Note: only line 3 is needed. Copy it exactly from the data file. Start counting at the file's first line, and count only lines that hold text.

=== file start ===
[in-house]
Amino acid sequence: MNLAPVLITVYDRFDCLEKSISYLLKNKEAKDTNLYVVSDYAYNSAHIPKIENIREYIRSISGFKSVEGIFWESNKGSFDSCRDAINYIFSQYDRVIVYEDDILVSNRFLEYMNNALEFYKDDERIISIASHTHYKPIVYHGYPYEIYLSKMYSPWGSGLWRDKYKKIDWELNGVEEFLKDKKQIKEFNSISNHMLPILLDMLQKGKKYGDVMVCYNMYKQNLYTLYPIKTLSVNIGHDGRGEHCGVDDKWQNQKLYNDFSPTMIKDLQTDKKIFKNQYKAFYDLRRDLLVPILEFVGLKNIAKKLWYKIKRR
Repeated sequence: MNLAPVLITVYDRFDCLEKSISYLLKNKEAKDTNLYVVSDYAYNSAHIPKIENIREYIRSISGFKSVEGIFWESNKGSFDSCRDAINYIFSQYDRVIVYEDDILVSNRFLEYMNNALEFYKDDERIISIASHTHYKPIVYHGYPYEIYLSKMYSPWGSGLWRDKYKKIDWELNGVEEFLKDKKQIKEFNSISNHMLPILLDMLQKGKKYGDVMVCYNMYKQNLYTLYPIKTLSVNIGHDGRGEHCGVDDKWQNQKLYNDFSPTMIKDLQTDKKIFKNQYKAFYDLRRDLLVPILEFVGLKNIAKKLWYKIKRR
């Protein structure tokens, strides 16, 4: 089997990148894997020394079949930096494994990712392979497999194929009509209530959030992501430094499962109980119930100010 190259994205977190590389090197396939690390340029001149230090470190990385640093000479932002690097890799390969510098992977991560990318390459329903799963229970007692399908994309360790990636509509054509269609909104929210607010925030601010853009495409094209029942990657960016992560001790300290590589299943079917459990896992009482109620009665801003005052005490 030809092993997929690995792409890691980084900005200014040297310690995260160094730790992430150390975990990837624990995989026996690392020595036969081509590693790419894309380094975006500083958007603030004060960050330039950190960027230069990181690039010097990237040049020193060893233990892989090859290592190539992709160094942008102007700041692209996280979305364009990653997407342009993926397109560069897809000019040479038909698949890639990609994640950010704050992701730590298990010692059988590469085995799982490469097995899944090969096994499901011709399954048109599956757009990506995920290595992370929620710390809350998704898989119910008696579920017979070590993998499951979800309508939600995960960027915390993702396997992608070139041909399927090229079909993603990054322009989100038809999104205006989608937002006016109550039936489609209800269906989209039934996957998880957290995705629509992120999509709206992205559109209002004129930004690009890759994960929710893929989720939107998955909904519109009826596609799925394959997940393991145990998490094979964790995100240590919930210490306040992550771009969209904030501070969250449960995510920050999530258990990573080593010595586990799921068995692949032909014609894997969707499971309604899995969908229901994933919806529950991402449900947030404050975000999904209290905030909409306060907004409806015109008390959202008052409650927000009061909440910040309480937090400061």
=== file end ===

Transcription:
Repeated sequence: MNLAPVLITVYDRFDCLEKSISYLLKNKEAKDTNLYVVSDYAYNSAHIPKIENIREYIRSISGFKSVEGIFWESNKGSFDSCRDAINYIFSQYDRVIVYEDDILVSNRFLEYMNNALEFYKDDERIISIASHTHYKPIVYHGYPYEIYLSKMYSPWGSGLWRDKYKKIDWELNGVEEFLKDKKQIKEFNSISNHMLPILLDMLQKGKKYGDVMVCYNMYKQNLYTLYPIKTLSVNIGHDGRGEHCGVDDKWQNQKLYNDFSPTMIKDLQTDKKIFKNQYKAFYDLRRDLLVPILEFVGLKNIAKKLWYKIKRR